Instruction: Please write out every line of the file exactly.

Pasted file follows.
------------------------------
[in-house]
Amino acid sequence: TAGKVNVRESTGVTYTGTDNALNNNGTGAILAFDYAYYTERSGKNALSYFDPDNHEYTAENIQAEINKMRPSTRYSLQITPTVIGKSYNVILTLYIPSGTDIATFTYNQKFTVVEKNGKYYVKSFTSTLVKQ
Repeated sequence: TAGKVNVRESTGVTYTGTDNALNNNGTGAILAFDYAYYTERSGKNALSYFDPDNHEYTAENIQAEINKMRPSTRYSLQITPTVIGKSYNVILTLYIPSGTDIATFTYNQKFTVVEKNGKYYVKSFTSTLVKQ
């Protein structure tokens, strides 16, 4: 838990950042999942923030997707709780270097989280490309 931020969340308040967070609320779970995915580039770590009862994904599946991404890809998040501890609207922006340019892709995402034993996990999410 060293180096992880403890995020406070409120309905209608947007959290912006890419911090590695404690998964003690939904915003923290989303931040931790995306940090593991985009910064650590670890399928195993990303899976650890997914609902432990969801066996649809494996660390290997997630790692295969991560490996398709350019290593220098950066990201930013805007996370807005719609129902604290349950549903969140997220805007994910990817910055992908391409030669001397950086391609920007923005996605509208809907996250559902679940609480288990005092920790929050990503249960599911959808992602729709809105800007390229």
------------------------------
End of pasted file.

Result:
[in-house]
Amino acid sequence: TAGKVNVRESTGVTYTGTDNALNNNGTGAILAFDYAYYTERSGKNALSYFDPDNHEYTAENIQAEINKMRPSTRYSLQITPTVIGKSYNVILTLYIPSGTDIATFTYNQKFTVVEKNGKYYVKSFTSTLVKQ
Repeated sequence: TAGKVNVRESTGVTYTGTDNALNNNGTGAILAFDYAYYTERSGKNALSYFDPDNHEYTAENIQAEINKMRPSTRYSLQITPTVIGKSYNVILTLYIPSGTDIATFTYNQKFTVVEKNGKYYVKSFTSTLVKQ
């Protein structure tokens, strides 16, 4: 838990950042999942923030997707709780270097989280490309 931020969340308040967070609320779970995915580039770590009862994904599946991404890809998040501890609207922006340019892709995402034993996990999410 060293180096992880403890995020406070409120309905209608947007959290912006890419911090590695404690998964003690939904915003923290989303931040931790995306940090593991985009910064650590670890399928195993990303899976650890997914609902432990969801066996649809494996660390290997997630790692295969991560490996398709350019290593220098950066990201930013805007996370807005719609129902604290349950549903969140997220805007994910990817910055992908391409030669001397950086391609920007923005996605509208809907996250559902679940609480288990005092920790929050990503249960599911959808992602729709809105800007390229």